‘It was owing to this excellent man that my innocence was eventually established. Having been called to a town on the borders of Yorkshire to a medical consultation, he chanced to be taking a glass of wine with the landlord of the inn at which he stopped, when the waiter brought in a note to be changed, saying, “That the Quaker gentleman who had been for some days in the house, and was about to depart, had sent it to be changed, in order that he might pay his bill.” The landlord took the note and looked at it. “A fifty-pound bill,” said he; “I don’t like changing bills of that amount, lest they should prove bad ones; however, as it comes from a Quaker gentleman, I suppose it is all right.” The mention of a fifty-pound note aroused the attention of my friend, and he requested to be permitted to look at it; he had scarcely seen it, when he was convinced that it was one of the same description as those which had brought me into trouble, as it corresponded with them in two particular features, which the agent of the bank had pointed out to him and others as evidence of their spuriousness. My friend, without a moment’s hesitation, informed the landlord that the note was a bad one, expressing at the time a great wish to see the Quaker gentleman who wanted to have it changed. “That you can easily do,” said the landlord, and forthwith conducted him into the common room, where he saw a respectable-looking man, dressed like a Quaker, and seemingly about sixty years of age.
‘My friend, after a short apology, showed him the note which he held in his hand, stating that he had no doubt it was a spurious one, and begged to be informed where he had taken it, adding, that a particular friend of his was at present in trouble, owing to his having taken similar notes from a stranger at Horncastle; but that he hoped that he, the Quaker, could give information, by means of which the guilty party, or parties, could be arrested. At the mention of Horncastle, it appeared to my friend that the Quaker gave a slight start. At the conclusion of this speech, however, he answered, with great tranquillity, that he had received it in the way of business at —— naming one of the principal towns in Yorkshire, from a very respectable person, whose name he was perfectly willing to communicate, and likewise his own, which he said was James, and that he was a merchant residing at Liverpool; that he would write to his friend at —— requesting him to make inquiries on the subject; that just at that moment he was in a hurry to depart, having some particular business at a town about ten miles off, to go to which he had bespoken a post-chaise of the landlord; that with respect to the note, it was doubtless a very disagreeable thing to have a suspicious one in his possession, but that it would make little difference to him, as he had plenty of other money, and thereupon he pulled out a purse, containing various other notes, and some gold, observing, “that his only motive for wishing to change the other note was a desire to be well provided with change;” and finally, that if they had any suspicion with respect to him, he was perfectly willing to leave the note in their possession till he should return, which he intended to do in about a fortnight. There was so much plausibility in the speech of the Quaker, and his appearance and behaviour were so perfectly respectable, that my friend felt almost ashamed of the suspicion which at first he had entertained of him, though, at the same time, he felt an unaccountable unwillingness to let the man depart without some farther interrogation. The landlord, however, who did not wish to disoblige one who had been, and might probably be again, a profitable customer, declared that he was perfectly satisfied; that he had no wish to detain the note, which he made no doubt the gentleman had received in the way of business, and that as the matter concerned him alone, he would leave it to him to make the necessary inquiries. “Just as you please, friend,” said the Quaker, pocketing the suspicious note, “I will now pay my bill.” Thereupon he discharged the bill with a five-pound note, which he begged the landlord to inspect carefully, and with two pieces of gold.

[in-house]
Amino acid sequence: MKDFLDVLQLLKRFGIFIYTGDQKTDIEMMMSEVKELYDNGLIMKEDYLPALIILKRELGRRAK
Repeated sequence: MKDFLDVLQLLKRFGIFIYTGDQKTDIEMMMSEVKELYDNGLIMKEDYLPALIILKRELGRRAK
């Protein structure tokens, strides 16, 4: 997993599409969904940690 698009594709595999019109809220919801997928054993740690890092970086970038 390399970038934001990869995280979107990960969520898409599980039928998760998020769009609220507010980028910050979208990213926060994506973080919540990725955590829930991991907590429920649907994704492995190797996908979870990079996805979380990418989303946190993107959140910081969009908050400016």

‘The landlord had just taken the money, receipted the bill, and was bowing to his customer, when the door opened, and a lad, dressed in a kind of grey livery, appeared, and informed the Quaker that the chaise was ready. “Is that boy your servant?” asked the surgeon. “He is, friend,” said the Quaker. “Hast thou any reason for asking me that question?” “And has he been long in your service?” “Several years,” replied the Quaker. “I took him into my house out of compassion, he being an orphan, but as the chaise is waiting, I will bid thee farewell.” “I am afraid I must stop your journey for the present,” said the surgeon; “that boy has exactly the same blemish in the eye which a boy had who was in company with the man at Horncastle, from whom my friend received the forged notes, and who there passed for his son.” “I know nothing about that,” said the Quaker, “but I am determined to be detained here no longer, after the satisfactory account which I have given as to the note’s coming into my possession.” He then attempted to leave the room, but my friend detained him, a struggle ensued, during which a wig which the Quaker wore fell off, whereupon he instantly appeared to lose some twenty years of his age. “Knock the fellow down, father,” said the boy, “I’ll help you.”
‘And, forsooth, the pretended Quaker took the boy’s advice, and knocked my friend down in a twinkling. The landlord, however, and waiter, seeing how matters stood, instantly laid hold of him; but there can be no doubt that he would have escaped from the whole three had not certain guests who were in the house, hearing the noise, rushed in, and helped to secure him. The boy was true to his word, assisting him to the best of his ability, flinging himself between the legs of his father’s assailants, causing several of them to stumble and fall. At length, the fellow was secured, and led before a magistrate; the boy, to whom he was heard to say something which nobody understood, and to whom, after the man’s capture, no one paid much attention, was no more seen.
‘The rest, as far as this man was concerned, may be told in a few words; nothing to criminate him was found on his person, but on his baggage being examined, a quantity of spurious notes were discovered. Much of his hardihood now forsook him, and in the hope of saving his life he made some very important disclosures; amongst other things, he confessed that it was he who had given me the notes in exchange for the horses, and also the note to be changed. He was subsequently tried on two indictments, in the second of which I appeared against him. He was condemned to die; but, in consideration of the disclosures he had made, his sentence was commuted to perpetual transportation.
‘My innocence was thus perfectly established before the eyes of the world, and all my friends hastened to congratulate me. There was one who congratulated me more than all the rest — it was my beloved one, but — but — she was dying —’
Here the old man drew his hand before his eyes and remained for some time without speaking; at length he removed his hand, and commenced again with a broken voice: ‘You will pardon me if I hurry over this part of my story; I am unable to dwell upon it. How dwell upon a period when I saw my only earthly treasure pine away gradually day by day, and knew that nothing could save her! She saw my agony, and did all she could to console me, saying that she was herself quite resigned. A little time before her death she expressed a wish that we should be united. I was too happy to comply with her request. We were united, I brought her to this house, where, in less than a week, she expired in my arms.’
158 See after, in the jockey’s tale, p. 252.
Last updated Monday, December 22, 2014 at 10:48